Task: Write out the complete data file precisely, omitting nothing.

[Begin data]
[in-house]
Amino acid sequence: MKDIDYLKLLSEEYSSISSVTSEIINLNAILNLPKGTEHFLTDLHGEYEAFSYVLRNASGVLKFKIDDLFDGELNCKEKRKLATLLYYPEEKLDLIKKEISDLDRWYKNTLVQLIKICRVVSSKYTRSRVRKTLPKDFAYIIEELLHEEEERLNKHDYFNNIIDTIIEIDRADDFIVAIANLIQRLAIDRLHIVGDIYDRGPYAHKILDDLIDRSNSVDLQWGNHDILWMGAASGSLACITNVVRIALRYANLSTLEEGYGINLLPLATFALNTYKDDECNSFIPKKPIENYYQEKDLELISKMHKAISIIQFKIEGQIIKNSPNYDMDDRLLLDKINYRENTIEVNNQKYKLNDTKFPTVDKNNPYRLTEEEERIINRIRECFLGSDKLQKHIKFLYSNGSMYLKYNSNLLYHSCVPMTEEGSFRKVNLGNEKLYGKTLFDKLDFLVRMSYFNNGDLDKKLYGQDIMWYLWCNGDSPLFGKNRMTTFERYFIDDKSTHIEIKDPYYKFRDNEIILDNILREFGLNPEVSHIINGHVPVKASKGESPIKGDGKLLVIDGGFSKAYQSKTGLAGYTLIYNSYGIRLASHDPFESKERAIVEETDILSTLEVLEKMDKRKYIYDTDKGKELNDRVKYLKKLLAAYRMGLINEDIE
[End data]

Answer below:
[in-house]
Amino acid sequence: MKDIDYLKLLSEEYSSISSVTSEIINLNAILNLPKGTEHFLTDLHGEYEAFSYVLRNASGVLKFKIDDLFDGELNCKEKRKLATLLYYPEEKLDLIKKEISDLDRWYKNTLVQLIKICRVVSSKYTRSRVRKTLPKDFAYIIEELLHEEEERLNKHDYFNNIIDTIIEIDRADDFIVAIANLIQRLAIDRLHIVGDIYDRGPYAHKILDDLIDRSNSVDLQWGNHDILWMGAASGSLACITNVVRIALRYANLSTLEEGYGINLLPLATFALNTYKDDECNSFIPKKPIENYYQEKDLELISKMHKAISIIQFKIEGQIIKNSPNYDMDDRLLLDKINYRENTIEVNNQKYKLNDTKFPTVDKNNPYRLTEEEERIINRIRECFLGSDKLQKHIKFLYSNGSMYLKYNSNLLYHSCVPMTEEGSFRKVNLGNEKLYGKTLFDKLDFLVRMSYFNNGDLDKKLYGQDIMWYLWCNGDSPLFGKNRMTTFERYFIDDKSTHIEIKDPYYKFRDNEIILDNILREFGLNPEVSHIINGHVPVKASKGESPIKGDGKLLVIDGGFSKAYQSKTGLAGYTLIYNSYGIRLASHDPFESKERAIVEETDILSTLEVLEKMDKRKYIYDTDKGKELNDRVKYLKKLLAAYRMGLINEDIE